SD ready for pheasant huntersHunters would never know the pheasant count is down in the Dakotas by talking with Sandy Audiss, owner of the Pheasant Bar in Winner.
By: and The Daily Republic , The Associated Press
Hunters would never know the pheasant count is down in the Dakotas by talking with Sandy Audiss, owner of the Pheasant Bar in Winner.
In anticipation of the Saturday statewide opening of the hunting season, Audiss spent this week getting her pheasant-themed and hunter friendly bar ready for the annual onslaught of orange. That meant fixing the burnedout sign in front of the business, ensuring that plenty of beer is on tap and readying the karaoke machine for posthunt partying.
“A lot of the hunters are old ones that we’ve known forever and come every year. They’re just like family,” said Audiss, who took over the bar five years ago from her father, who had owned it for about 30 years. “A lot bring their grandkids now. The older ones move on, and the new ones come in. It’s really a family thing. And it’s a good economic thing.”
With the Pheasant Opener just hours away, Mitchell Convention and Visitors Bureau Director Hannah Walters and assistant Katie Knutson spent part of Thursday using stencils to spray -paint curbs throughout town with orange pheasants and a “Hunt Mitchell” slogan. The orange paint is washable, she assured.
“We always have fun with the Pheasant Opener, and every year we try to do something new and different to welcome hunters,” Walters said.
The CVB will also staff an information table at Cabela’s over the next few days. The store on Interstate 90 becomes a major meeting place for hunters every pheasant season.
As events go, the opener has a huge economic impact. In 2010, visiting and local hunters contributed $10.3 million to Mitchell’s economy, Walters said. Area motels and lodges are expecting a big week. Walters said the CVB will place orange door-hangers on doorknobs reading, “Eat, Sleep, Hunt. Repeat tomorrow.” The opposite side reads, “My hunting partner barks in his sleep.”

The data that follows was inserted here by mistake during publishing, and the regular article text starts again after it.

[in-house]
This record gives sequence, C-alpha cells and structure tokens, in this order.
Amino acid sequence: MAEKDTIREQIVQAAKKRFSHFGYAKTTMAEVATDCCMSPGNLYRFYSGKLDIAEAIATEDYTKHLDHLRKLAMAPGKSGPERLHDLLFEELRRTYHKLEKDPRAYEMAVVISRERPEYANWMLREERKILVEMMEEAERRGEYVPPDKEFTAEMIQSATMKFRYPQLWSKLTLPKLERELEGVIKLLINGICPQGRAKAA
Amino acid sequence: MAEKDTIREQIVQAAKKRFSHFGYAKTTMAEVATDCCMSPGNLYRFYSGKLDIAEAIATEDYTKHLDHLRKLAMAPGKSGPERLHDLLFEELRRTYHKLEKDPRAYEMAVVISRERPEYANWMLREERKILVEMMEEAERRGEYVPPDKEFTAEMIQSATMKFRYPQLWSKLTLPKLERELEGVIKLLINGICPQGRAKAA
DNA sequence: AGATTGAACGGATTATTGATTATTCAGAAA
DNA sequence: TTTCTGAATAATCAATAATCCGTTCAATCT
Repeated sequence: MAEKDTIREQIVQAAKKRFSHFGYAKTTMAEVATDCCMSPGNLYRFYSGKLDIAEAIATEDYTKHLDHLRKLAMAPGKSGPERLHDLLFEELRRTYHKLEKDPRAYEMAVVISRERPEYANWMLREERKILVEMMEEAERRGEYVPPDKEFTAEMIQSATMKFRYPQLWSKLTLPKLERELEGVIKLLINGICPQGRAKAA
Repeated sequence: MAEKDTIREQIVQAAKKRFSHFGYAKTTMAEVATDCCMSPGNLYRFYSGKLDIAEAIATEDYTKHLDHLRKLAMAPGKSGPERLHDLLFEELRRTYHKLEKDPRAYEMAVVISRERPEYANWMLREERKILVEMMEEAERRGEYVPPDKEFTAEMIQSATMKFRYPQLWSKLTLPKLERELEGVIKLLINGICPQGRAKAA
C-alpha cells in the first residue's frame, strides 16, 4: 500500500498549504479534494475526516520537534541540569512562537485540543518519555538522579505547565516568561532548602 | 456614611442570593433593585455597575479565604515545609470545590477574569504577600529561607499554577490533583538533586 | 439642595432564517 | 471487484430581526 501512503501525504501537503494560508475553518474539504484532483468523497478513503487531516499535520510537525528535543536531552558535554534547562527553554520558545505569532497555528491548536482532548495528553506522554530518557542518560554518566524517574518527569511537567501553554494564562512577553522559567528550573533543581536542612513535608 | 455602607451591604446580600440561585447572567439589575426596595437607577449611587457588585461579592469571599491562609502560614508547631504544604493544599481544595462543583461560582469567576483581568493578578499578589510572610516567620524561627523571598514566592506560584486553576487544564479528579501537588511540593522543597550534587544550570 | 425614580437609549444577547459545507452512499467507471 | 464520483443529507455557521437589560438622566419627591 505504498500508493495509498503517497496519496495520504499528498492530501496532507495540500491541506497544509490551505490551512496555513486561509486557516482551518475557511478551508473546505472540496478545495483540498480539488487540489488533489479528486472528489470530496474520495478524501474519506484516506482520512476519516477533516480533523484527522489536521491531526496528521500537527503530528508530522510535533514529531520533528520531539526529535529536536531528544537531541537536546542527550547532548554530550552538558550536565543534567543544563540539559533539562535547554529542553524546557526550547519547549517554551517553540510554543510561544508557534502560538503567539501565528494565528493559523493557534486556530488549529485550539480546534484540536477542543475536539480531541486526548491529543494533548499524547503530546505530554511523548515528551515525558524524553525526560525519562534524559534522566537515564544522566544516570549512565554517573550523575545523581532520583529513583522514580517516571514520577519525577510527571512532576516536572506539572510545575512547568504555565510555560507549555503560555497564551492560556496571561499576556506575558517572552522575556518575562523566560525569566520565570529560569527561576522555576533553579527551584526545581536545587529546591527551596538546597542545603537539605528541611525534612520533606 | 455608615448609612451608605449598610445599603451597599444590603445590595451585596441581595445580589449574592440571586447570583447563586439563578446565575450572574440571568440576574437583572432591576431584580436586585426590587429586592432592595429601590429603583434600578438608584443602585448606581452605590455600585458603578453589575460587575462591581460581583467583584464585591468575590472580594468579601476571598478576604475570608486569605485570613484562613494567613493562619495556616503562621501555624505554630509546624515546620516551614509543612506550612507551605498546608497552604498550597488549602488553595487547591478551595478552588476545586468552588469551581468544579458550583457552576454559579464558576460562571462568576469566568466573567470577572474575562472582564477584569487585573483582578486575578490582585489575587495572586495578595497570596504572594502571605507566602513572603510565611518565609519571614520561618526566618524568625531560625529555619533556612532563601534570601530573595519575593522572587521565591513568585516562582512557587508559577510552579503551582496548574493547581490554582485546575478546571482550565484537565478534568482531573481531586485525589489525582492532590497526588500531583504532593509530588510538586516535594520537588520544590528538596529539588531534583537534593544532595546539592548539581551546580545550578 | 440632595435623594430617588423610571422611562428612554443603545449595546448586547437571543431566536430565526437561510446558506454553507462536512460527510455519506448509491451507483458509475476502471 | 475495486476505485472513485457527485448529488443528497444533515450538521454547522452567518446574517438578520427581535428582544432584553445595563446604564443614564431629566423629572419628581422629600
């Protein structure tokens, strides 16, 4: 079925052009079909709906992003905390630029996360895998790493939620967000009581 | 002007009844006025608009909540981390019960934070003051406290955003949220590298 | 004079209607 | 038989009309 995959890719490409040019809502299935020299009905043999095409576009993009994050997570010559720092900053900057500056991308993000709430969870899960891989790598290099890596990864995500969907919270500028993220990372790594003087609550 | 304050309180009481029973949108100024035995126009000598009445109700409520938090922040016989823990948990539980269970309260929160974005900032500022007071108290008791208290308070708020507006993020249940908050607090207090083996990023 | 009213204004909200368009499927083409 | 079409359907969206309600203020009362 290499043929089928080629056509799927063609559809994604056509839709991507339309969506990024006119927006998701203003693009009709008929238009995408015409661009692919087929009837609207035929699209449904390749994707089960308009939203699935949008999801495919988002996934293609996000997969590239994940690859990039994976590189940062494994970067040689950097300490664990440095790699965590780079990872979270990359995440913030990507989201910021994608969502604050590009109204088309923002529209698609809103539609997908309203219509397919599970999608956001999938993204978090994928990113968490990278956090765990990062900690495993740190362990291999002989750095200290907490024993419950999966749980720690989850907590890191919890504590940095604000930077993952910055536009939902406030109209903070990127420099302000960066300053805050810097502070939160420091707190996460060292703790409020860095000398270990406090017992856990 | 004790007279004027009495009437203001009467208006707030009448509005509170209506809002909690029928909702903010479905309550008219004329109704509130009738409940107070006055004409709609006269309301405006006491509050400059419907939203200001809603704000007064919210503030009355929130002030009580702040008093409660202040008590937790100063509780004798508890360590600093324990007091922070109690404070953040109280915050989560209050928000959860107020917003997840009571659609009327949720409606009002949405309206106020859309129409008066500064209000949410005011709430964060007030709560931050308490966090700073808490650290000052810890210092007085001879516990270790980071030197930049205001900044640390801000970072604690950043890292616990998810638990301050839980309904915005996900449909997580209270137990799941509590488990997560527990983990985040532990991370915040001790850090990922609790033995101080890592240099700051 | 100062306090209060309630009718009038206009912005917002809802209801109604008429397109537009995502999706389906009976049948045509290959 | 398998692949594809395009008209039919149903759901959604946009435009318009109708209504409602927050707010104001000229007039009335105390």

Large blaze-orange banners declaring “Welcome Hunters” have been hung near the Visitors Center at Exit 332 on Interstate 90, across the Corn Palace marquee on Main Street and at the Mitchell Municipal Airport.
Fly-in visitors will also be welcomed with blaze-orange T-shirts and orange popcorn balls.
“I enjoy seeing the same hunters every year and hearing their stories,” Walters said. Some hunters, she noted, have been coming to South Dakota for 50 years.
Towns such as Winner and nearby Gregory also thrive during the nearly three-month hunting season, which ends Jan. 1 in South Dakota. Hunters arriving Thursday at the Sioux Falls Regional Airport were greeted by more than a dozen businesses serving as a tarmac-side welcome wagon.
Chuck Schlueter, communications manager for the state’s Department of Game, Fish and Parks, said Thursday he expects a strong opening weekend despite the pheasant population decreasing.
“It’ll be great hunting, but we won’t have the same abundance as we’ve been having” in recent years, Schlueter said.
According to a 2011 brood-Overall, it’s a significant blow after several years of near-record pheasant populations in both Dakotas. Experts say a variety of factors lessened the brood: Land that had been pheasant habitat instead is being farmed, rough winters lowered the breeding population, and cool springs meant fewer chicks survived.
But Schlueter is optimistic for South Dakota, where the survey report, the pheasants per mile index decreased by 46 percent statewide compared to 2010. The numbers are down 41 percent compared to the 10-year average.
The report wasn’t bad news for the whole state, however: Numbers in Winner and western South Dakota didn’t change much from 2010 to 2011. The hardest hit areas were Sisseton, Aberdeen, Huron and Yankton.
ring-necked pheasant is the state bird and pheasant hunting is so renowned that it’s drawn celebrities such as Clark Gable and Ted Nugent over the decades. This weekend’s weather forecast helps with highs in the 60s. That should even be comfortable for the hunting dogs at risk of overheating while aiming to please their masters, said Gary Straight, a veterinarian with the Gregory Animal Clinic in Gregory.
“The opening of pheasant season is a time for family and friends to get together,” Schlueter said. “It’s a time for sharing memories from the past and creating new memories with each hunt.
“You’re going to see a lot of orange.”
— The Associated Press’ Amber Hunt and The Daily Republic’s Ross Dolan contributed to this report.